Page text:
Upon walking into a hill tribe village in Laos’ Houaphan Province, many first-time guests are surprised to find their preconceived images of “tribal life” at odds with the surroundings. Households commonly own a motorcycle or two that ferries kids to school, drops mom at the market, and takes dad to work (perhaps a field, perhaps an office). The bent grandmother under the stilted home reaches into her purse to retrieve a cell phone chiming the opening of a Phil Collins song. The market down the street offers six flavors of Pringles.
Ten years ago, the sedate village of Xam Tai (population ~1000) received electricity every third day, sharing access with other area villages. Today electricity is 24/7, and washing machines, refrigerators, cell phone cameras, and on-demand hot water heaters have changed daily routines dramatically. The new medical clinic—a building out of Anytown, USA—is busy. Maren and I, beginning last year, now chat in real time with our Lao friends on Facebook.
Yet, amidst this transformation, the local women continue to weave the intricate patterns of their ancestors in their own homes, and the majority of young girls, beginning as young as age six, are routinely introduced to the art of weaving. Still today, 90% of Xam Tai’s women weave.
In Xam Tai and other weaving villages in NE Laos, we are witness today to a particular moment in time when a traditional, but not naïve, culture becomes able to welcome the gadgetry, mobility, and opportunities of modernism. Access to information, markets, and education has never been more readily available, and a general feeling of optimism and forward progress pervades. Fear of hunger and disruption, which many of the elders vividly remember, no longer haunts daily life.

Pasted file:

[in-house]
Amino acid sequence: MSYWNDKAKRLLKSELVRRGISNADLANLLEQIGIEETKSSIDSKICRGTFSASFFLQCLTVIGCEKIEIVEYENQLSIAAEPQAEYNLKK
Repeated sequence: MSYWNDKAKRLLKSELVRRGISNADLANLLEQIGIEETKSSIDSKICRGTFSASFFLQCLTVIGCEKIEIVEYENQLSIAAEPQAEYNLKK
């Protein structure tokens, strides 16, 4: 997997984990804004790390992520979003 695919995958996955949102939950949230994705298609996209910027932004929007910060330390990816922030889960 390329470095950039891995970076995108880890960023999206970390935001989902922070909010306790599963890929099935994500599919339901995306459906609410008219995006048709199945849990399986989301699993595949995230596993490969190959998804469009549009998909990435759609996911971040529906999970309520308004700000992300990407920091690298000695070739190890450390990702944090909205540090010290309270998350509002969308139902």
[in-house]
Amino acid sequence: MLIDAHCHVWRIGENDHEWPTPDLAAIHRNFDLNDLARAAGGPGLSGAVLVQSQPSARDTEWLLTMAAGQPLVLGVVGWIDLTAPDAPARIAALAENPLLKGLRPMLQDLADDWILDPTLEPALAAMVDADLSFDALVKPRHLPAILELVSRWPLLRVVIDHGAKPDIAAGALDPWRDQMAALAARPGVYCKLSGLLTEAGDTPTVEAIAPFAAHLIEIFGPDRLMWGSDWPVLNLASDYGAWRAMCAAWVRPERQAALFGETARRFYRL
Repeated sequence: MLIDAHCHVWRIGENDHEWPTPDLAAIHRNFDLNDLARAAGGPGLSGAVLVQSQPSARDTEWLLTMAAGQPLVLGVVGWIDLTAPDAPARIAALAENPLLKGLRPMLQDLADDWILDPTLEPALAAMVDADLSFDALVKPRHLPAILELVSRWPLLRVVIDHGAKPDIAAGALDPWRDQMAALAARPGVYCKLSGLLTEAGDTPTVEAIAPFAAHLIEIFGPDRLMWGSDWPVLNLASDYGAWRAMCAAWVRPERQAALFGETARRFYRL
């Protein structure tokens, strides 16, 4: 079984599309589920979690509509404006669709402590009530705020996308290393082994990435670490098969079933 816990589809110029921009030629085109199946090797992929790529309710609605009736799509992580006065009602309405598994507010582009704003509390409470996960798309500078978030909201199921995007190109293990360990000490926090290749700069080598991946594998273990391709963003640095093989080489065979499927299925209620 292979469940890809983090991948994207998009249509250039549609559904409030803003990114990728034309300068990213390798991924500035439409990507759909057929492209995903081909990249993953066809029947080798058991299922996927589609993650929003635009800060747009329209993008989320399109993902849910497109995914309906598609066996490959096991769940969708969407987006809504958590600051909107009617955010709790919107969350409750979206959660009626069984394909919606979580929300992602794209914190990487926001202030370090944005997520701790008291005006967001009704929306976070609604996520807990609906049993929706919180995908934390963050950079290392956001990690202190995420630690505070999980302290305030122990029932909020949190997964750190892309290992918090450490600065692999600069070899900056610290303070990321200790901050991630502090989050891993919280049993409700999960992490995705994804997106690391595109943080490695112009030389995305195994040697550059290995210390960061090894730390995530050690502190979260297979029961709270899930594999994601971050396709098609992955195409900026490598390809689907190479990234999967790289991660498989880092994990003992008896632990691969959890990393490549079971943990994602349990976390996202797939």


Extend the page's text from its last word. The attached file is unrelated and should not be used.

The village leaders of Xam Tai voice both enthusiasm and concern. The enthusiasm comes from the opening of new markets, both in the expanding middle and upper class population in Laos and in developing tourist and world markets. The talent of Xam Tai’s current weavers is still pridefully upheld and recognized as the finest in all of Laos, and a weaver’s time in 2017 can generate economic security for a family, a requirement for any textile tradition to survive.
However, elders also voice concern. Souksakone, a local textile leader who has 400 weavers working with her colors and patterns, tells us that she is confident that the current leadership can maintain the economic foundation of their community through the creation and marketing of handwoven textiles. But the next generation? Souksakone sighs: “Who will lead?” Her own children, all of whom gained a college education, now have so many outside opportunities. Will textile creation be a satisfying and successful occupation in the generations ahead? Will the developing markets persist?
Further, the flood into the local markets of synthetic fibers (both as pre-made clothing and as skeins for weavers) and chemical dyes threatens Xam Tai’s traditional ethic of tomasat—using only natural materials. Can tomasat remain economically viable in a world of cheaper, readily-available options?
Today, Xam Tai is vibrant and confident—a model for this generation of how a traditional culture can adapt without losing its cultural integrity. Whether the future generations of Xam Tai can continue to maintain their unique identity through textile creation will depend on culturally-attentive leadership from within the community and the successful development of and support from outside markets.
An autographed copy of our book may be ordered through our website (www.hilltribeart.com). Also available at thrumsbooks.com, amazon.com, or your local bookstore.